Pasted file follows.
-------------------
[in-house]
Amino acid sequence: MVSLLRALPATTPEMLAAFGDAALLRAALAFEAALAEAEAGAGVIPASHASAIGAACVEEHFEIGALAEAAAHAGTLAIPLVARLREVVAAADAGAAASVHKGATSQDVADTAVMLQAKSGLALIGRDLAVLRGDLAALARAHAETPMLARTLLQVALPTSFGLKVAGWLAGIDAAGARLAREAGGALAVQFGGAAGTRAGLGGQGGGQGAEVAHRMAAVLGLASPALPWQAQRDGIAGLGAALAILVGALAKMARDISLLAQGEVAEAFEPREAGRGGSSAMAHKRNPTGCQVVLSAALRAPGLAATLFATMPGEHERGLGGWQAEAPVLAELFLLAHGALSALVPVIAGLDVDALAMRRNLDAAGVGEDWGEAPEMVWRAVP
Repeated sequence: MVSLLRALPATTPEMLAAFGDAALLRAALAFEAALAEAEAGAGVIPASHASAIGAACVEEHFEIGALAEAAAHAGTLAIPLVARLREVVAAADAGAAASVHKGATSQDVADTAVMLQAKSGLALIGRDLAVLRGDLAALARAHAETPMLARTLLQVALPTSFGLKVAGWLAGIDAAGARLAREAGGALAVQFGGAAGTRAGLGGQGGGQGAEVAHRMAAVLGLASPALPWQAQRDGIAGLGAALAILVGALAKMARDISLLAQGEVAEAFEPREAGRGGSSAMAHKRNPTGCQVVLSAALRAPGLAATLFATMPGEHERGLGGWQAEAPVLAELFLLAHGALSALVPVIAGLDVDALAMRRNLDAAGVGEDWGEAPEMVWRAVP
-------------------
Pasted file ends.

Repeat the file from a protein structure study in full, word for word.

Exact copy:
[in-house]
Amino acid sequence: MVSLLRALPATTPEMLAAFGDAALLRAALAFEAALAEAEAGAGVIPASHASAIGAACVEEHFEIGALAEAAAHAGTLAIPLVARLREVVAAADAGAAASVHKGATSQDVADTAVMLQAKSGLALIGRDLAVLRGDLAALARAHAETPMLARTLLQVALPTSFGLKVAGWLAGIDAAGARLAREAGGALAVQFGGAAGTRAGLGGQGGGQGAEVAHRMAAVLGLASPALPWQAQRDGIAGLGAALAILVGALAKMARDISLLAQGEVAEAFEPREAGRGGSSAMAHKRNPTGCQVVLSAALRAPGLAATLFATMPGEHERGLGGWQAEAPVLAELFLLAHGALSALVPVIAGLDVDALAMRRNLDAAGVGEDWGEAPEMVWRAVP
Repeated sequence: MVSLLRALPATTPEMLAAFGDAALLRAALAFEAALAEAEAGAGVIPASHASAIGAACVEEHFEIGALAEAAAHAGTLAIPLVARLREVVAAADAGAAASVHKGATSQDVADTAVMLQAKSGLALIGRDLAVLRGDLAALARAHAETPMLARTLLQVALPTSFGLKVAGWLAGIDAAGARLAREAGGALAVQFGGAAGTRAGLGGQGGGQGAEVAHRMAAVLGLASPALPWQAQRDGIAGLGAALAILVGALAKMARDISLLAQGEVAEAFEPREAGRGGSSAMAHKRNPTGCQVVLSAALRAPGLAATLFATMPGEHERGLGGWQAEAPVLAELFLLAHGALSALVPVIAGLDVDALAMRRNLDAAGVGEDWGEAPEMVWRAVP